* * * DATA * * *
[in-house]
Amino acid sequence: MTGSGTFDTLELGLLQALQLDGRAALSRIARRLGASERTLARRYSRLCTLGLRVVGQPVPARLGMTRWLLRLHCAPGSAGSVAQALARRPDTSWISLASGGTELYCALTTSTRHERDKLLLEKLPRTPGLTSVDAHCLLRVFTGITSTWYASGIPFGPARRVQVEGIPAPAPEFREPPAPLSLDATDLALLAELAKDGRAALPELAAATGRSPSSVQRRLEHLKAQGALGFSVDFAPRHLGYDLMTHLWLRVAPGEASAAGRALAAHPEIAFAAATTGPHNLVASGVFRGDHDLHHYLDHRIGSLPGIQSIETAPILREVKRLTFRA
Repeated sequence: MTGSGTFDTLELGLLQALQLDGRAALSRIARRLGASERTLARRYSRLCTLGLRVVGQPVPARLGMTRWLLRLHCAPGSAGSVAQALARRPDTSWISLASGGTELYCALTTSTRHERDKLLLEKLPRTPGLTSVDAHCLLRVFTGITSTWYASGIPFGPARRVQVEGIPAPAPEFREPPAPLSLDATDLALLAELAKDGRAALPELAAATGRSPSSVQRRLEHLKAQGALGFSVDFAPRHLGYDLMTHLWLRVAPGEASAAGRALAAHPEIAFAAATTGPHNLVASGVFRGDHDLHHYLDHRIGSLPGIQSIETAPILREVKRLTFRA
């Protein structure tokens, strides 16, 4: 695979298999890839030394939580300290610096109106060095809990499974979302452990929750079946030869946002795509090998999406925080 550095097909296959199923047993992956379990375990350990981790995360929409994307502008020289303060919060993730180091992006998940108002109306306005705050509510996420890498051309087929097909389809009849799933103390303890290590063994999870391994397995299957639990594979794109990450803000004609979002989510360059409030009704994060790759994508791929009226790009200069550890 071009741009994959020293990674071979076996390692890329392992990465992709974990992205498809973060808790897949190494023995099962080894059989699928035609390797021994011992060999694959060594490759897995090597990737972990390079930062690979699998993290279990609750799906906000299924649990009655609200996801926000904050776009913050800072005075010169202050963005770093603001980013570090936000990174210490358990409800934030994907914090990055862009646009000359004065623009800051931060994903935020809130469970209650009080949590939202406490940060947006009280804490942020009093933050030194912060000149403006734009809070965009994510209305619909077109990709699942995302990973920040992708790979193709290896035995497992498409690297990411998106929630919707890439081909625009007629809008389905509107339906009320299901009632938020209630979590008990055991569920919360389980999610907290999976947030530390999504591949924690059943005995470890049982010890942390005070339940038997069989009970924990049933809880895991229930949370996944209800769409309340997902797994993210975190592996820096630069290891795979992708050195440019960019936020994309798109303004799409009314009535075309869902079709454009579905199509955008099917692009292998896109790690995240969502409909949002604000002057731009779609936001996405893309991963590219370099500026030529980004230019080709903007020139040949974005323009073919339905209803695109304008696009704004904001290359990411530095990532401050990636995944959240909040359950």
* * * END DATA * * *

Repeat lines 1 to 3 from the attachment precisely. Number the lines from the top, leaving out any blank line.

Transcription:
[in-house]
Amino acid sequence: MTGSGTFDTLELGLLQALQLDGRAALSRIARRLGASERTLARRYSRLCTLGLRVVGQPVPARLGMTRWLLRLHCAPGSAGSVAQALARRPDTSWISLASGGTELYCALTTSTRHERDKLLLEKLPRTPGLTSVDAHCLLRVFTGITSTWYASGIPFGPARRVQVEGIPAPAPEFREPPAPLSLDATDLALLAELAKDGRAALPELAAATGRSPSSVQRRLEHLKAQGALGFSVDFAPRHLGYDLMTHLWLRVAPGEASAAGRALAAHPEIAFAAATTGPHNLVASGVFRGDHDLHHYLDHRIGSLPGIQSIETAPILREVKRLTFRA
Repeated sequence: MTGSGTFDTLELGLLQALQLDGRAALSRIARRLGASERTLARRYSRLCTLGLRVVGQPVPARLGMTRWLLRLHCAPGSAGSVAQALARRPDTSWISLASGGTELYCALTTSTRHERDKLLLEKLPRTPGLTSVDAHCLLRVFTGITSTWYASGIPFGPARRVQVEGIPAPAPEFREPPAPLSLDATDLALLAELAKDGRAALPELAAATGRSPSSVQRRLEHLKAQGALGFSVDFAPRHLGYDLMTHLWLRVAPGEASAAGRALAAHPEIAFAAATTGPHNLVASGVFRGDHDLHHYLDHRIGSLPGIQSIETAPILREVKRLTFRA